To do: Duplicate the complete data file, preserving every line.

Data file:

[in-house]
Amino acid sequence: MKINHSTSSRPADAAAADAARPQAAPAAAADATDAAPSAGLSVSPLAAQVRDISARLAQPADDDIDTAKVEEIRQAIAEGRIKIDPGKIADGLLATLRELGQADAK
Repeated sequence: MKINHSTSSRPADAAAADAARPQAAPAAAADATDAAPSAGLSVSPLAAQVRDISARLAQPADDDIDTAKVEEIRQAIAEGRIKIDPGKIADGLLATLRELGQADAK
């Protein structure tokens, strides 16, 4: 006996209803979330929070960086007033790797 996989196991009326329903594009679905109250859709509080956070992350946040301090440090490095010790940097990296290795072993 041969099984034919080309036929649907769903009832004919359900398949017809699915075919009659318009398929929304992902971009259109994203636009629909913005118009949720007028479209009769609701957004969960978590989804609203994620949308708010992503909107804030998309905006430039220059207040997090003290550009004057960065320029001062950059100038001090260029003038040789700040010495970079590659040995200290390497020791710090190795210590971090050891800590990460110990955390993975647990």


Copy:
[in-house]
Amino acid sequence: MKINHSTSSRPADAAAADAARPQAAPAAAADATDAAPSAGLSVSPLAAQVRDISARLAQPADDDIDTAKVEEIRQAIAEGRIKIDPGKIADGLLATLRELGQADAK
Repeated sequence: MKINHSTSSRPADAAAADAARPQAAPAAAADATDAAPSAGLSVSPLAAQVRDISARLAQPADDDIDTAKVEEIRQAIAEGRIKIDPGKIADGLLATLRELGQADAK
């Protein structure tokens, strides 16, 4: 006996209803979330929070960086007033790797 996989196991009326329903594009679905109250859709509080956070992350946040301090440090490095010790940097990296290795072993 041969099984034919080309036929649907769903009832004919359900398949017809699915075919009659318009398929929304992902971009259109994203636009629909913005118009949720007028479209009769609701957004969960978590989804609203994620949308708010992503909107804030998309905006430039220059207040997090003290550009004057960065320029001062950059100038001090260029003038040789700040010495970079590659040995200290390497020791710090190795210590971090050891800590990460110990955390993975647990």